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Energy of parallel plate capacitor is defined as $$\frac{CV^2}{2}$$ where V is the potential difference between plates, but shouldnt we need to find the potential energy of each plate due to charge on it separetly and add them to get total energy

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. . . . we need to find the potential energy of each plate due to charge on it separately . . .

and having done that

and add them to get total energy

which neglects the work done in bringing the two plates closer together to form the capacitor.

What you are suggesting is very difficult to calculate.
You first need to evaluate the work done in assembling charge $+Q$ on a plate, then the work done in assembling charge $-Q$ on a plate which is very far away from the first plate and finally the work done in bringing these plates closer together to form the capacitor.
The net work done will be the potential energy stored by the capacitor.

The energy is stored in the electric field and if the electric field $E$ is constant then the energy stored per unit volume is $\frac 12 \epsilon E^2$ where $\epsilon$ is the permittivity of the medium.

So knowing what the electric field (and hence the energy stored) before the plates are brought together does not help as it is the electric field after the plates have been brought together which determines the energy stored by a capacitor.

For a parallel plate capacitor of area $A$ and plate separation $d$ with the electric field only existing between the plates of the capacitor the electric field is $\frac Vd$ where $V$ is the potential difference between the plates.
So the energy stored in the electric field between the plates of a capacitor is $\frac 12 \epsilon \left ( \frac Vd \right)^2 A d = \frac 12 \frac{\epsilon A}{d}V^2 = \frac 12 CV^2$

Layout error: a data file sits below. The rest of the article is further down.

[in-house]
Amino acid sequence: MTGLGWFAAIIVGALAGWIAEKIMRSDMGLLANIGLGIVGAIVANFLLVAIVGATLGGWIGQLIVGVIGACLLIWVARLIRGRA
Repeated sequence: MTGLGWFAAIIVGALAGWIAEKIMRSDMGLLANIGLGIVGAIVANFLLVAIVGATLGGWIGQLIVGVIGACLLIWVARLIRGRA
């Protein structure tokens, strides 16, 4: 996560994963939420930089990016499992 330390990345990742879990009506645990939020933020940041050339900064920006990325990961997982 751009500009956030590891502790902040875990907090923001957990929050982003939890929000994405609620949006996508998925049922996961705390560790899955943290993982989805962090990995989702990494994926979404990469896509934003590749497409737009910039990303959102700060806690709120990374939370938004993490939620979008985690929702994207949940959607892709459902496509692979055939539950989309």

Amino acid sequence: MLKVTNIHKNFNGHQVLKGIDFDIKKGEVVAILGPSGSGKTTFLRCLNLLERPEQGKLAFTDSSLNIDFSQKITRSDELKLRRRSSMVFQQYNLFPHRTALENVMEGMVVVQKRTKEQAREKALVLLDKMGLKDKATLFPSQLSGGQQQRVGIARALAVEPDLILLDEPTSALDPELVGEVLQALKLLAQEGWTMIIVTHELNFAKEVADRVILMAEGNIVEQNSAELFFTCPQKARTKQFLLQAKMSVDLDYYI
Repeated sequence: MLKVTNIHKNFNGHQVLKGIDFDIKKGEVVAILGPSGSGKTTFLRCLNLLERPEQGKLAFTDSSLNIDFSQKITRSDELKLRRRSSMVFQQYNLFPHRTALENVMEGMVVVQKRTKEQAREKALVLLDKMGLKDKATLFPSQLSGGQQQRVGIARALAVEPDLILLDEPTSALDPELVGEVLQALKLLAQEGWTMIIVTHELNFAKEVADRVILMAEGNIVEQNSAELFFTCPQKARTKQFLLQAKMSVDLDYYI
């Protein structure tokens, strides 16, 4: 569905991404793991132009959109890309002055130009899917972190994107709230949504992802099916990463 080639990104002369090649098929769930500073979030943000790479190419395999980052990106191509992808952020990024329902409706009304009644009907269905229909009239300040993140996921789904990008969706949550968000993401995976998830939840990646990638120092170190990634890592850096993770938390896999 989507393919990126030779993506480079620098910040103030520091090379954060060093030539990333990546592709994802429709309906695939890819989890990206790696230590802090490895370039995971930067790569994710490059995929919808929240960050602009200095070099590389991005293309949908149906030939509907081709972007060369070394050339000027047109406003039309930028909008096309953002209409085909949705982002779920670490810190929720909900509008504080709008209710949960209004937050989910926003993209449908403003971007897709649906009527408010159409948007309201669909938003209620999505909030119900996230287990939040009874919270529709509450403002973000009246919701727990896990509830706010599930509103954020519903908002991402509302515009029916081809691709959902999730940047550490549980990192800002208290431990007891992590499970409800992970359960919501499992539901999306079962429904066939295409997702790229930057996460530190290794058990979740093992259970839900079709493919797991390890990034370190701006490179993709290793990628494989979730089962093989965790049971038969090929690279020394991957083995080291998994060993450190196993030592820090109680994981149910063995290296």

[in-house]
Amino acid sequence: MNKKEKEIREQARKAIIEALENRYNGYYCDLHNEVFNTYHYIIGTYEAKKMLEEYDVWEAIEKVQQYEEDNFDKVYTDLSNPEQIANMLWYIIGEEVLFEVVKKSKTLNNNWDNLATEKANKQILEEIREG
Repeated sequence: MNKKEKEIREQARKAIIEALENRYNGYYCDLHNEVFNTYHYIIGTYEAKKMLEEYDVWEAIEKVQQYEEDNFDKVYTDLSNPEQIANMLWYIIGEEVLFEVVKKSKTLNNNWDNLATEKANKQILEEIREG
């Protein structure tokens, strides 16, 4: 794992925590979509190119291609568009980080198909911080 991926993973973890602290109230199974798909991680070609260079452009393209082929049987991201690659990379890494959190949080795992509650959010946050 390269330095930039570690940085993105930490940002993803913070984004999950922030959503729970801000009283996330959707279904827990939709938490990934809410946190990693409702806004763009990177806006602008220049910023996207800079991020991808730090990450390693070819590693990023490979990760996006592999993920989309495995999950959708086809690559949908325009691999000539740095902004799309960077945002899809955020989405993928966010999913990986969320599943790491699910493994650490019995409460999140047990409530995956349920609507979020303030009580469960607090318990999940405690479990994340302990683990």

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  • $\begingroup$ Very nice explanations. $\endgroup$
    – Sebastiano
    Jun 27 '19 at 10:19
  • $\begingroup$ But there is also an electric field outside the volume between the plates. Maybe that is negligible, but then I don't understand how this approximation can give the exact result? $\endgroup$
    – Azzinoth
    Jun 27 '19 at 13:34
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    $\begingroup$ @Azzinoth, The calculation in Farcher's answer is for an ideal parallel plate capacitor, where the area is large enough to neglect any fringe electric field outside of the plates. If this fringe electric field is not negligible, it will slightly increase the capacitance, and thus the stored energy. Fringe electric field can be calculated for actual capacitors, though it often requires numerical methods for three dimensional geometries. $\endgroup$ Jun 27 '19 at 14:16
  • $\begingroup$ @amateurAstro Ah, so the approximation is in his formula for the capacity. I had overlooked that. Now it makes sense, thanks. $\endgroup$
    – Azzinoth
    Jun 27 '19 at 15:27
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Remember potential energy is defined as the work done in assembling a charge configuration. That is if you have a set of charges arranged in space how much energy would be required to bring all of them together to their respective positions. Potential energy is therefore for a charge configuration, not for individual charges.

If you have two point charges at a distance $r$ the potential energy of the charge configuration is $$V_{energy} = \frac{q_1q_2}{4\pi\epsilon_0 r^2}$$

You don't take the individual potentials multiply with the corresponding charge and add them together.

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It is just the matter of definition,we define the electric potential energy of a parallel plate capacitor-system as the negative of work done by their mutual electrostatic forces when the system is released from rest.

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